The Influence of Western Literature on the Japanese Literature of the 20th Century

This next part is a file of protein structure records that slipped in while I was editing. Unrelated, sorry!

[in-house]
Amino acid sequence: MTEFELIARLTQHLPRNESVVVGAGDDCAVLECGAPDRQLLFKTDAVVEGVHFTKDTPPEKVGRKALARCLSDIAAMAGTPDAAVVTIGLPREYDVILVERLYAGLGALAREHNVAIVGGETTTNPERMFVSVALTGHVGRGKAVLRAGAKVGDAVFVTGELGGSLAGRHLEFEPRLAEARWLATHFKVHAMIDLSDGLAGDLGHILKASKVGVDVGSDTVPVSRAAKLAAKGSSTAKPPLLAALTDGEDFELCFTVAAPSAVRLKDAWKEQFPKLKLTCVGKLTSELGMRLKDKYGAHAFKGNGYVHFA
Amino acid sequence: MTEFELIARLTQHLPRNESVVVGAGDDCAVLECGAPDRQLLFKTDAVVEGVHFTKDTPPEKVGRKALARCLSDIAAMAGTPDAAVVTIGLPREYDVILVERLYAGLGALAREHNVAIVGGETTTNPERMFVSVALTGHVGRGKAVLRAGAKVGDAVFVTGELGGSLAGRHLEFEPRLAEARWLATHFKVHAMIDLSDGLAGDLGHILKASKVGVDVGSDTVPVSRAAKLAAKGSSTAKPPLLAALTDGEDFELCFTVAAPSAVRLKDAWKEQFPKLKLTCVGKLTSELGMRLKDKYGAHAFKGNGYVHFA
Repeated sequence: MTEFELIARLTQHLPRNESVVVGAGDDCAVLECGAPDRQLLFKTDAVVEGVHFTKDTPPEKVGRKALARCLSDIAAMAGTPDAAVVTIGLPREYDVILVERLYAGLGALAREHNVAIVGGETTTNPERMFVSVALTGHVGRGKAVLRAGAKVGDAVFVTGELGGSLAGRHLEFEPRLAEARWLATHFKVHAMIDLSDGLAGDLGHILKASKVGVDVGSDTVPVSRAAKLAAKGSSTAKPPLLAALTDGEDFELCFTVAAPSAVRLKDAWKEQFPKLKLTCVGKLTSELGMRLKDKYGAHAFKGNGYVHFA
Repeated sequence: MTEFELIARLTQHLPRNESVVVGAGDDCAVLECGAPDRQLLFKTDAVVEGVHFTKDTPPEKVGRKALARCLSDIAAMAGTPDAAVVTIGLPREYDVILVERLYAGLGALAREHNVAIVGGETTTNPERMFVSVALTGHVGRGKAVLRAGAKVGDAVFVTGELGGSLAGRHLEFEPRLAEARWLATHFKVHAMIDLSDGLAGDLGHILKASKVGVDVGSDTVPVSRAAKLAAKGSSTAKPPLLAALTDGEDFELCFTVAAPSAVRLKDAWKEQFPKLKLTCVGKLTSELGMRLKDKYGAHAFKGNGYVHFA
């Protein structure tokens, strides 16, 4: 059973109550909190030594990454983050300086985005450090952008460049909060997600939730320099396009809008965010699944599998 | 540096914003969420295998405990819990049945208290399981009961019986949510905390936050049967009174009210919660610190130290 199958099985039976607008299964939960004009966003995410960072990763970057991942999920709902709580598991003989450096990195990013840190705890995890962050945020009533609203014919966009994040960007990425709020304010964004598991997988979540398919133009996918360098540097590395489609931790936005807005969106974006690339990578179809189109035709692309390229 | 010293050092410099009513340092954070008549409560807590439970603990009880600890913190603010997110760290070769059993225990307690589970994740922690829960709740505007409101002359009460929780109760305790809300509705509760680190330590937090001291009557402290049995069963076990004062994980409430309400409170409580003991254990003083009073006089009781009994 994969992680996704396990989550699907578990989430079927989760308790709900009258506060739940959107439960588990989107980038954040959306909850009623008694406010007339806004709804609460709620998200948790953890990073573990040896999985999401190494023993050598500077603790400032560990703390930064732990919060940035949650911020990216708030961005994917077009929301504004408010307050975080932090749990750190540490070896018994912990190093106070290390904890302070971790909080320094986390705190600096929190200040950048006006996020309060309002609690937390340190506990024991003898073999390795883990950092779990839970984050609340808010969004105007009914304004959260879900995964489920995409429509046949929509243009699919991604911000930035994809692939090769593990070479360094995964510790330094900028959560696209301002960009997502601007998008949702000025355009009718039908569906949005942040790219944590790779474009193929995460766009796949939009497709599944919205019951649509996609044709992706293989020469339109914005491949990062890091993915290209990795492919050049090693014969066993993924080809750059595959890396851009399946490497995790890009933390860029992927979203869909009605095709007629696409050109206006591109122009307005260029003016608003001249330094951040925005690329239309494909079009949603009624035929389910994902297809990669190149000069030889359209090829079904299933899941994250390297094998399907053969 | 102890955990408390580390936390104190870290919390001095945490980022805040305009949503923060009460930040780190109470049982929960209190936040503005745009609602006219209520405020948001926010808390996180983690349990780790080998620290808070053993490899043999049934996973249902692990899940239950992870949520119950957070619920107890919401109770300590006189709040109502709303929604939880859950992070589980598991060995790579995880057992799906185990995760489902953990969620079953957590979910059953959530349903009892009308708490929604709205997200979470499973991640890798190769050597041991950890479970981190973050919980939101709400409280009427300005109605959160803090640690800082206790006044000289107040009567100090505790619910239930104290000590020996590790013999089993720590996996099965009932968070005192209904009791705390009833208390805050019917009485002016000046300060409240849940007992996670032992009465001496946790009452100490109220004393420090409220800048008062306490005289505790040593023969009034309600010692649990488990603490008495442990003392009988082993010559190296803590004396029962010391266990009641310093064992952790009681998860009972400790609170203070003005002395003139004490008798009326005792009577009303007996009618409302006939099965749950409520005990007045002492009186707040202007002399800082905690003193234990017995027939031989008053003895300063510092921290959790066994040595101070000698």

The article aims to give an overview of the different ways in which Japanese writers of the 20th century dealt with the strong western influences that in the period between Taishō and Shōwa era brought about the birth of Japanese Modernism, a literary strand that brings together two great literary currents, the Shinkankakuha (School of Neosensimo) and Shinshinrigakuha (School of Neopsychology), whose main exponents are Yokomitsu Riichi (1898-1947), Itō Sei (1905-1969) and the future Nobel Prize winner Kawabata Yasunari (1899-1972). Modernism represents an essential link between late 19th and modern 20th century Japanese literature, which attained global renown thanks to aesthetes like Tanizaki Jun'ichirō (1886-1965), Kawabata Yasunari (1899-1972) and Mishima Yukio (1925-1970), but also to the decadent writers of the Buraiha, such as Dazai Osamu (1909-1948), and contemporaries authors such as the Nobel Prize Ōe Kenzaburō (1935-). Modernism represents the pinnacle of the study and assimilation of Western literature in Japan, an obsessive imitation of themes and style of European writers of the early 1900s; nevertheless, it also represents the achievement of the awareness of the impossibility of creating a truly modern and original Japanese literature through an empty imitation of writers such as James Joyce or Marcel Proust.
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